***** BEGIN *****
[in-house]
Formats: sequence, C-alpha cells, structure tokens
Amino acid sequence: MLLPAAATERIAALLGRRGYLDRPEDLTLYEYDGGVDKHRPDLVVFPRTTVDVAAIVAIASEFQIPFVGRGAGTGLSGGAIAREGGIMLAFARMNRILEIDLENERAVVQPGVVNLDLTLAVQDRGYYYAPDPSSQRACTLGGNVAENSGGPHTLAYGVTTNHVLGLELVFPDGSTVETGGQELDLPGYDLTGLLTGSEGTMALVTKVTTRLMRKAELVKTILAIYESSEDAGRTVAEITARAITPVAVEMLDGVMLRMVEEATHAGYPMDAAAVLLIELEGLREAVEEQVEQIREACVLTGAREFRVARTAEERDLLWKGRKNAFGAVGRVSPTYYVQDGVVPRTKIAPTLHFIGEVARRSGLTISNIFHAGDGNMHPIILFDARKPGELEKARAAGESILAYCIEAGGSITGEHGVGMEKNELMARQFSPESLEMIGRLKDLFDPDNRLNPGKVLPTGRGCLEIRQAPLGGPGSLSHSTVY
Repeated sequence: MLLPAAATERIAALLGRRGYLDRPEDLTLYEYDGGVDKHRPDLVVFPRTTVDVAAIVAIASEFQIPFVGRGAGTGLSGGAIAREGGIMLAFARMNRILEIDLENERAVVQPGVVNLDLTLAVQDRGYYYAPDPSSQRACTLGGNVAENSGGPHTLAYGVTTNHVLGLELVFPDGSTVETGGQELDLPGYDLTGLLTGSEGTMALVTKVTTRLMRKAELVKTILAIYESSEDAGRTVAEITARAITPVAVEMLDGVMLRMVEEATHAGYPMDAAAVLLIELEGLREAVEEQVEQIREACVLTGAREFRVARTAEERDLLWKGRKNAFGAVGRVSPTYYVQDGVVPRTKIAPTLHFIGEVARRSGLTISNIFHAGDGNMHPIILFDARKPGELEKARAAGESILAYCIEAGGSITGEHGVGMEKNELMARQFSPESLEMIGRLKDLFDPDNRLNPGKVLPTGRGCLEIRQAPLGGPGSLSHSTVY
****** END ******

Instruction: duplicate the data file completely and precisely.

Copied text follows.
[in-house]
Formats: sequence, C-alpha cells, structure tokens
Amino acid sequence: MLLPAAATERIAALLGRRGYLDRPEDLTLYEYDGGVDKHRPDLVVFPRTTVDVAAIVAIASEFQIPFVGRGAGTGLSGGAIAREGGIMLAFARMNRILEIDLENERAVVQPGVVNLDLTLAVQDRGYYYAPDPSSQRACTLGGNVAENSGGPHTLAYGVTTNHVLGLELVFPDGSTVETGGQELDLPGYDLTGLLTGSEGTMALVTKVTTRLMRKAELVKTILAIYESSEDAGRTVAEITARAITPVAVEMLDGVMLRMVEEATHAGYPMDAAAVLLIELEGLREAVEEQVEQIREACVLTGAREFRVARTAEERDLLWKGRKNAFGAVGRVSPTYYVQDGVVPRTKIAPTLHFIGEVARRSGLTISNIFHAGDGNMHPIILFDARKPGELEKARAAGESILAYCIEAGGSITGEHGVGMEKNELMARQFSPESLEMIGRLKDLFDPDNRLNPGKVLPTGRGCLEIRQAPLGGPGSLSHSTVY
Repeated sequence: MLLPAAATERIAALLGRRGYLDRPEDLTLYEYDGGVDKHRPDLVVFPRTTVDVAAIVAIASEFQIPFVGRGAGTGLSGGAIAREGGIMLAFARMNRILEIDLENERAVVQPGVVNLDLTLAVQDRGYYYAPDPSSQRACTLGGNVAENSGGPHTLAYGVTTNHVLGLELVFPDGSTVETGGQELDLPGYDLTGLLTGSEGTMALVTKVTTRLMRKAELVKTILAIYESSEDAGRTVAEITARAITPVAVEMLDGVMLRMVEEATHAGYPMDAAAVLLIELEGLREAVEEQVEQIREACVLTGAREFRVARTAEERDLLWKGRKNAFGAVGRVSPTYYVQDGVVPRTKIAPTLHFIGEVARRSGLTISNIFHAGDGNMHPIILFDARKPGELEKARAAGESILAYCIEAGGSITGEHGVGMEKNELMARQFSPESLEMIGRLKDLFDPDNRLNPGKVLPTGRGCLEIRQAPLGGPGSLSHSTVY